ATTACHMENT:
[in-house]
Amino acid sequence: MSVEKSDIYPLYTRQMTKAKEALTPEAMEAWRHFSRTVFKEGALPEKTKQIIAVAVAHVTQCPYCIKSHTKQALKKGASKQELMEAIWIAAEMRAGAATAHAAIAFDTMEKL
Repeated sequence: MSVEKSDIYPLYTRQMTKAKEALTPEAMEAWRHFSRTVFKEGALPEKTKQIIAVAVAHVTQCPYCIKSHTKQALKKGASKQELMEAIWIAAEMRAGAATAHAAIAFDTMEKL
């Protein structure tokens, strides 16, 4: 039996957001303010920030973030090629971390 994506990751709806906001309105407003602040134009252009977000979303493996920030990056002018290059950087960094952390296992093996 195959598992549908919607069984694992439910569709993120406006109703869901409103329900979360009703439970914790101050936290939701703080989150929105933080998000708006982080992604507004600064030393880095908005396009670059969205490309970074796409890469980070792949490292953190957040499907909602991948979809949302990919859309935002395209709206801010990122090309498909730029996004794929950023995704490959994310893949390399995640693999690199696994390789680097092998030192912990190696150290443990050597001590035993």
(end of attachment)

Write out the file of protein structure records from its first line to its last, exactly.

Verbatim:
[in-house]
Amino acid sequence: MSVEKSDIYPLYTRQMTKAKEALTPEAMEAWRHFSRTVFKEGALPEKTKQIIAVAVAHVTQCPYCIKSHTKQALKKGASKQELMEAIWIAAEMRAGAATAHAAIAFDTMEKL
Repeated sequence: MSVEKSDIYPLYTRQMTKAKEALTPEAMEAWRHFSRTVFKEGALPEKTKQIIAVAVAHVTQCPYCIKSHTKQALKKGASKQELMEAIWIAAEMRAGAATAHAAIAFDTMEKL
């Protein structure tokens, strides 16, 4: 039996957001303010920030973030090629971390 994506990751709806906001309105407003602040134009252009977000979303493996920030990056002018290059950087960094952390296992093996 195959598992549908919607069984694992439910569709993120406006109703869901409103329900979360009703439970914790101050936290939701703080989150929105933080998000708006982080992604507004600064030393880095908005396009670059969205490309970074796409890469980070792949490292953190957040499907909602991948979809949302990919859309935002395209709206801010990122090309498909730029996004794929950023995704490959994310893949390399995640693999690199696994390789680097092998030192912990190696150290443990050597001590035993």